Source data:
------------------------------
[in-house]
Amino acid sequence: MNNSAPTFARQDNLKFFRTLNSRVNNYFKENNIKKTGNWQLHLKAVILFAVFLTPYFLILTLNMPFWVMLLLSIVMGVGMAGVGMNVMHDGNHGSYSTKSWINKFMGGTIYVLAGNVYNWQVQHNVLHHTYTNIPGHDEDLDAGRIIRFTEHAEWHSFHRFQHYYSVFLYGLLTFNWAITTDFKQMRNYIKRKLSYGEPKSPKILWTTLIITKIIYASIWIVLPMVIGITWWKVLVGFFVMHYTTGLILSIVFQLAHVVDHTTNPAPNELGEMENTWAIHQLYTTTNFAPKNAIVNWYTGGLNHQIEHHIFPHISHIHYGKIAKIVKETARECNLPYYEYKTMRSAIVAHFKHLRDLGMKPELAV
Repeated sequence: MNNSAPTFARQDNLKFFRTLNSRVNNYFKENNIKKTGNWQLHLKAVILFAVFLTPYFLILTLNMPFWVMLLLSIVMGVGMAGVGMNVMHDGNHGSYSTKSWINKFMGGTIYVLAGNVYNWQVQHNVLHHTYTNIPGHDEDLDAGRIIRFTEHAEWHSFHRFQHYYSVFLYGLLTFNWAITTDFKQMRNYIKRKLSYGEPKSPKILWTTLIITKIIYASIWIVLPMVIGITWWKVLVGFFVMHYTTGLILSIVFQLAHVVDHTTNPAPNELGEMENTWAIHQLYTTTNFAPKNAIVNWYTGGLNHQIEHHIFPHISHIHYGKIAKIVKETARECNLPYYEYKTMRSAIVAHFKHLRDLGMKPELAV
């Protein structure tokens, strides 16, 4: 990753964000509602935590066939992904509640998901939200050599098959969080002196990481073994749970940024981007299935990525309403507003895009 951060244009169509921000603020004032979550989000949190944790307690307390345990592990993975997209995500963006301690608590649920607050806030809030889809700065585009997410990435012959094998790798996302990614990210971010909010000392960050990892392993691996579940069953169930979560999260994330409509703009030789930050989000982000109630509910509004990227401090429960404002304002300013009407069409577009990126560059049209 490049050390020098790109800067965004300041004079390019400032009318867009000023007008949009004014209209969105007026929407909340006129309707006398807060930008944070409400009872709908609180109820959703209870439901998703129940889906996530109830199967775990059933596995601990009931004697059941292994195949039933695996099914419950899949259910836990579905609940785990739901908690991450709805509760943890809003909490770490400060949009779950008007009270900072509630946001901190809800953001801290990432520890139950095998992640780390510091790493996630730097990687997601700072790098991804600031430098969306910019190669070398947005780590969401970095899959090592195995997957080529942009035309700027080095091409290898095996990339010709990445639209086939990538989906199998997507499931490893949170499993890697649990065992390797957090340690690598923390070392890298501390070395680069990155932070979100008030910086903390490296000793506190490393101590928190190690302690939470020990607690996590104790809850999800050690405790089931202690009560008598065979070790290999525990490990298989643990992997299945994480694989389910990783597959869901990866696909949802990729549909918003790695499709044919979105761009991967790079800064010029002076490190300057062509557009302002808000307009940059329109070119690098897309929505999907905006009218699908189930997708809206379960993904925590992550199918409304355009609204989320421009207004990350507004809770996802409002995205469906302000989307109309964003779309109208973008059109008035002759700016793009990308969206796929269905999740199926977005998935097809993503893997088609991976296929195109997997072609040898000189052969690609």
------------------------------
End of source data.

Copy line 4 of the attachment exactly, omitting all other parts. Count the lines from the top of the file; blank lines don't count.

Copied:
């Protein structure tokens, strides 16, 4: 990753964000509602935590066939992904509640998901939200050599098959969080002196990481073994749970940024981007299935990525309403507003895009 951060244009169509921000603020004032979550989000949190944790307690307390345990592990993975997209995500963006301690608590649920607050806030809030889809700065585009997410990435012959094998790798996302990614990210971010909010000392960050990892392993691996579940069953169930979560999260994330409509703009030789930050989000982000109630509910509004990227401090429960404002304002300013009407069409577009990126560059049209 490049050390020098790109800067965004300041004079390019400032009318867009000023007008949009004014209209969105007026929407909340006129309707006398807060930008944070409400009872709908609180109820959703209870439901998703129940889906996530109830199967775990059933596995601990009931004697059941292994195949039933695996099914419950899949259910836990579905609940785990739901908690991450709805509760943890809003909490770490400060949009779950008007009270900072509630946001901190809800953001801290990432520890139950095998992640780390510091790493996630730097990687997601700072790098991804600031430098969306910019190669070398947005780590969401970095899959090592195995997957080529942009035309700027080095091409290898095996990339010709990445639209086939990538989906199998997507499931490893949170499993890697649990065992390797957090340690690598923390070392890298501390070395680069990155932070979100008030910086903390490296000793506190490393101590928190190690302690939470020990607690996590104790809850999800050690405790089931202690009560008598065979070790290999525990490990298989643990992997299945994480694989389910990783597959869901990866696909949802990729549909918003790695499709044919979105761009991967790079800064010029002076490190300057062509557009302002808000307009940059329109070119690098897309929505999907905006009218699908189930997708809206379960993904925590992550199918409304355009609204989320421009207004990350507004809770996802409002995205469906302000989307109309964003779309109208973008059109008035002759700016793009990308969206796929269905999740199926977005998935097809993503893997088609991976296929195109997997072609040898000189052969690609």